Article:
which seem like they are because I'm not actually building a DLL so the function prototypes that are externed for dll purposes have nowhere to go. We may have to address that eventually because they might be errors on the SHARC, but i'm not too worried about that for now. Regardless, I disabled warnings in the compiler so that I could see the actual errors without having to filter through a bunch of warnings.

    z_libpd.c seemed to be choking on macros. There are a bunch of macros are defined at the top of the file, and it didn't appears that the compiler is inserting them correctly. I've seen this before with C89 compilers, which is what visual studio uses by default for .c files, so i renamed the file to .cpp and all of the macro-related errors went away. A few errors still remained and they all seemed to be type errors, so i casted to the expected type in the five or so places where there were errors and the file compiled.

    As a side note (to those that are interested), the errors in .c versions of the files were mostly c2099-"initializer is not a constant", which is explained here: http://stackoverflow.com/questions/6131455/compile-error-c2099-initializer-is-not-a-constant

    Since it is a C89/C90 issue, renaming to .cpp forces the visual studio tools to use a c++ compiler.

    I did the same thing in s_file.c and m_class.c--renamed to .cpp and fixed a couple of casting issues and they compiled. So far, so good.

    Upon minimal inspection, it seems like a lot of the files referenced in the make file are for GUI stuff, which we don't need. My theory is that everything in the pure-data/src folder prefixed with "g_" is graphics stuff. Given that and the fact that I was having isues getting g_canvas.c to build even after making it a .cpp file and adding some casts, i just removed all g_* code from the project. This leads me to my first question--what's the meaning of all of the different file name prefixes? And, am I correct in assuming that g_* files are for graphics?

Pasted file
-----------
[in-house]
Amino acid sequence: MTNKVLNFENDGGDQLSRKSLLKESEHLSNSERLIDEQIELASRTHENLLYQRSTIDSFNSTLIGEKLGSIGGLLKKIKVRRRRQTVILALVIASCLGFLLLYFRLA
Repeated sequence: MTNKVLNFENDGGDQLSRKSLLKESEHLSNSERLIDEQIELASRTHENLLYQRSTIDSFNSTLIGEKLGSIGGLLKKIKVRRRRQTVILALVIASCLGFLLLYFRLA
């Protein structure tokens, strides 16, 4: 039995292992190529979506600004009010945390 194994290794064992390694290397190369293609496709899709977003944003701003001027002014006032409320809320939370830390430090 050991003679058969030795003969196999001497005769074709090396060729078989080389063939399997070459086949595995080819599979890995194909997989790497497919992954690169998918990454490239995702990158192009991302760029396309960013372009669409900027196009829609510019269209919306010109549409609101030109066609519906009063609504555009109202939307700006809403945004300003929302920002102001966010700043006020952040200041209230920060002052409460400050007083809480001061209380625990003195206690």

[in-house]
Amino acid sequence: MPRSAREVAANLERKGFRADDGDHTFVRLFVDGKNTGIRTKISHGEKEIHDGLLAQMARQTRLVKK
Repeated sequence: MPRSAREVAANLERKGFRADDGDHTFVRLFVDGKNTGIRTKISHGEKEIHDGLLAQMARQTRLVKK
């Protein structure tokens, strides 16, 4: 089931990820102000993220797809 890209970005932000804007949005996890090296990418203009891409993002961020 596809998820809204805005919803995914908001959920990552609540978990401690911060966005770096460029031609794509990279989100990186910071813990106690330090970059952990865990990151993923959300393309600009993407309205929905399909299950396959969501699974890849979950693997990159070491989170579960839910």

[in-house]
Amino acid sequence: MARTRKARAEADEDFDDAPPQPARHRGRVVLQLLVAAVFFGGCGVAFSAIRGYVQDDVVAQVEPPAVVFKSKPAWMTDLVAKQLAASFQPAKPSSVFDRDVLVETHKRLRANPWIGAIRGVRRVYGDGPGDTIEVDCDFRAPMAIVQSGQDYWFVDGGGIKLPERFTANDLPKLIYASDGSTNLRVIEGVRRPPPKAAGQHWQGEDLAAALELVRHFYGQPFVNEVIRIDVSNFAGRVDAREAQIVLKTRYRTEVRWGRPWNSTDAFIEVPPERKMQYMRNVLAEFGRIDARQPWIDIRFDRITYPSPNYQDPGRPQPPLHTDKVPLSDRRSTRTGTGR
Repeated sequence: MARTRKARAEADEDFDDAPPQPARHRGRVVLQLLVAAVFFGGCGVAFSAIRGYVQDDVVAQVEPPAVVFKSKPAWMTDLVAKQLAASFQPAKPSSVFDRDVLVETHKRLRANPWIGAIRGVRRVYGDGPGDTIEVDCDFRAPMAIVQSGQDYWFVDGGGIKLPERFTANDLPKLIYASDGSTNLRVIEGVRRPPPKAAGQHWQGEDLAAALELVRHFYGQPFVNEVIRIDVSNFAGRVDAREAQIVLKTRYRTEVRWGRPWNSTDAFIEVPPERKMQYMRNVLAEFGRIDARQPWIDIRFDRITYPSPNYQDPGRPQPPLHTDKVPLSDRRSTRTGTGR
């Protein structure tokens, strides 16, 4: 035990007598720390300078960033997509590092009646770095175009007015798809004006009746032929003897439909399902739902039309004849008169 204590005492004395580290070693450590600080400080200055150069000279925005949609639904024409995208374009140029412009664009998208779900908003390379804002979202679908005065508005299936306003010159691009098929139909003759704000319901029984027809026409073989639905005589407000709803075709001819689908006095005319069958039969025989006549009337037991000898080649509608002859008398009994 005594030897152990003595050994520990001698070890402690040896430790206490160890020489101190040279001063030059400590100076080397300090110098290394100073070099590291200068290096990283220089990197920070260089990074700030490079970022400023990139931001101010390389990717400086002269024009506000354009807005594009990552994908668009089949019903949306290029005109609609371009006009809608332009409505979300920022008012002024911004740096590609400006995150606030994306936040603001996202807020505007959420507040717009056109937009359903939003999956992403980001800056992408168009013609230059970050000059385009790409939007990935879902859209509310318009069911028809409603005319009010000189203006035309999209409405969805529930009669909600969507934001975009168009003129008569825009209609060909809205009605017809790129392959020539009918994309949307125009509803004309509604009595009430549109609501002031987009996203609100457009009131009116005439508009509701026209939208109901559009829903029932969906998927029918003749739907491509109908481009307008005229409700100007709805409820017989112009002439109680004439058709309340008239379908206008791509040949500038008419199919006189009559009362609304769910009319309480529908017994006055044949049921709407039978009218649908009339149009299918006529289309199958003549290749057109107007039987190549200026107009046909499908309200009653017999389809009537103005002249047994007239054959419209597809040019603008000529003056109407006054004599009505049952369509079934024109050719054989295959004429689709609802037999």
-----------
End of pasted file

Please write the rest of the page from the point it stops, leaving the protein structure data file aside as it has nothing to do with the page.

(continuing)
So that left m_sched.c and d_soundfile.c which are both looking for pthread.h which isn't anywhere in the libpd archive. Wikipedia tells me this: http://en.wikipedia.org/wiki/POSIX_Threads#POSIX_Threads_for_Windows

    In our target embedded application we will be managing the different threads in our framework. This leads me to think that we can get by without the threading/os stuff. Note that we do have the fopen stuff and other file related functions under control on the embedded processor (or so we think), so by 'os' i mainly mean the 'processing framework.' This brings me to my final question--if we just want to be able to load and process a pd patch which files of the 76 are related to that. Are there any that we don't need to worry about including in the project?

    Any wisdom is appreciated. Thanks!

    -Rich